In United States v. Sutton, 767 F.2d 726 (10th Cir. 1985), we set out the requirements for granting a new trial on the basis of newly discovered evidence:
"The alleged newly discovered evidence must be more than impeaching or cumulative; it must be material to the issues involved; it must be such that it would probably produce an acquittal; and a new trial is not warranted if the new evidence is such that, with reasonable diligence, it could have been discovered and produced at the original trial. The motion is not regarded with favor and should be granted only with great caution, being addressed to the sound discretion of the trial court."
Id. at 728 (citation omitted); see also United States v. Ramsey, 726 F.2d 601, 604 (10th Cir. 1984). Even if this evidence was in the possession of the prosecution, we reverse only if the omitted evidence is material in the sense that its suppression undermines confidence in the outcome of the trial. United States v. Bagley, 473 U.S. 667, 105 S.Ct. 3375, 3383, 87 L.Ed.2d 481 (1985). We note, as a threshold matter, that the district court found that Nelson's testimony concerning attorney fees was not newly discovered evidence. This determination was based on Nelson's lack of credibility, and is thus particularly unsusceptible to review. Cf. Miller v. Fenton, 474 U.S. 104, 106 S.Ct. 445, 451, 88 L.Ed.2d 405 (1985).
Nevertheless, even assuming that Nelson testified truthfully, we conclude that his testimony does not provide a basis for reversal. There is no indication that Nelson had any substantive basis for his assertion that Riley was paying defendant for past attorney fees. We cannot find that his bald assertion that Riley was paying defendant attorney fees would have affected the outcome of defendant's trial. In addition, checks with the notation "attorney's fee" on them were introduced and other witnesses testified that Riley was paying defendant past attorney fees. Nelson's testimony accordingly would have been cumulative. The trial court did not abuse its discretion in denying a new trial based on Nelson's testimony concerning attorney fees.
We also agree with the district court's decision not to grant a new trial based on Nelson's testimony that Riley was making car payments for defendant. Unlike Nelson's testimony concerning attorney fees, Nelson's statements concerning car payments were not in the FBI 302 reports submitted to defendant. FBI Agent West testified that Nelson did say that Riley was making car payments for defendant, but he did not include this in his report because he doubted Nelson's credibility. Defendant argues that relevant evidence must be turned over to the defense even if not believed by the prosecution. As a general matter, we agree. But we also appreciate that we are dealing with the realities of a complicated criminal investigation. We cannot require that an FBI agent in the course of an investigation record every statement a witness makes so that it can be considered by the defense. Cf. United States v. Agurs, 427 U.S. 97, 109, 96 S.Ct. 2392, 2400, 49 L.Ed.2d 342 (1976) ("If everything that might influence a jury must be disclosed, the only way a prosecutor could discharge his constitutional duty would be to allow complete discovery of his files as a matter of routine practice.").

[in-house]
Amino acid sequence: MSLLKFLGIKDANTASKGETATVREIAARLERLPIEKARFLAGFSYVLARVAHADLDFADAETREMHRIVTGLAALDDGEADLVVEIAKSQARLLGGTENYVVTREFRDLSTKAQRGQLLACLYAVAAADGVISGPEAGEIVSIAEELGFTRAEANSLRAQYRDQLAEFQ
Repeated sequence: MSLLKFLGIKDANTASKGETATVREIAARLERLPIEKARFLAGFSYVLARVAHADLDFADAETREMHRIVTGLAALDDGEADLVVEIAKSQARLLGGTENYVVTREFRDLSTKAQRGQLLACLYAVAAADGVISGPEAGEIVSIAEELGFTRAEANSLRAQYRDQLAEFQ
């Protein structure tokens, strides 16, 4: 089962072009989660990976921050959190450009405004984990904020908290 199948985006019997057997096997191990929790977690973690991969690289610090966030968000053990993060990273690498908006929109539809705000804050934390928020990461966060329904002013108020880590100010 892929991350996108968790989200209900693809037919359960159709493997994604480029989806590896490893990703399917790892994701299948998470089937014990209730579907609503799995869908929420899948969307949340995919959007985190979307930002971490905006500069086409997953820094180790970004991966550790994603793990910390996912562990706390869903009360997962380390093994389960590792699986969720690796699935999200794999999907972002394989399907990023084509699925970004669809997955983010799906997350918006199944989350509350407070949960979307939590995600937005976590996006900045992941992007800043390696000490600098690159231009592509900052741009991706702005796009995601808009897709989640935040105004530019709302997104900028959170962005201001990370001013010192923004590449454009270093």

Here there was no indication that Agent West acted in bad faith in failing to include Nelson's statement concerning car payments in his 302 report. Even if Nelson's statements should have been included in Agent West's 302 report, a new trial would not be warranted. The government admits, and the evidence indicates, that defendant used much of the money Riley paid to him for car payments. The government's theory was that Riley made these payments to defendant in return for fixing cases. How defendant then used the money is simply not exculpatory. We thus find that this evidence would not have affected the outcome of defendant's trial, and provides no basis for reversal.
We note that since this case was argued another motion for a new trial has been presented to the district court. We understand a new trial has been denied with respect to one issue raised in that motion, but that another issue and a motion for recusal are still pending. The delay in the disposition of this case has already been considerable. We have decided to issue the instant opinion, expressly stating that we have not considered any of the issues raised in the 1986 motion for new trial, and our decision is without prejudice to consideration of any such issues in a future appeal.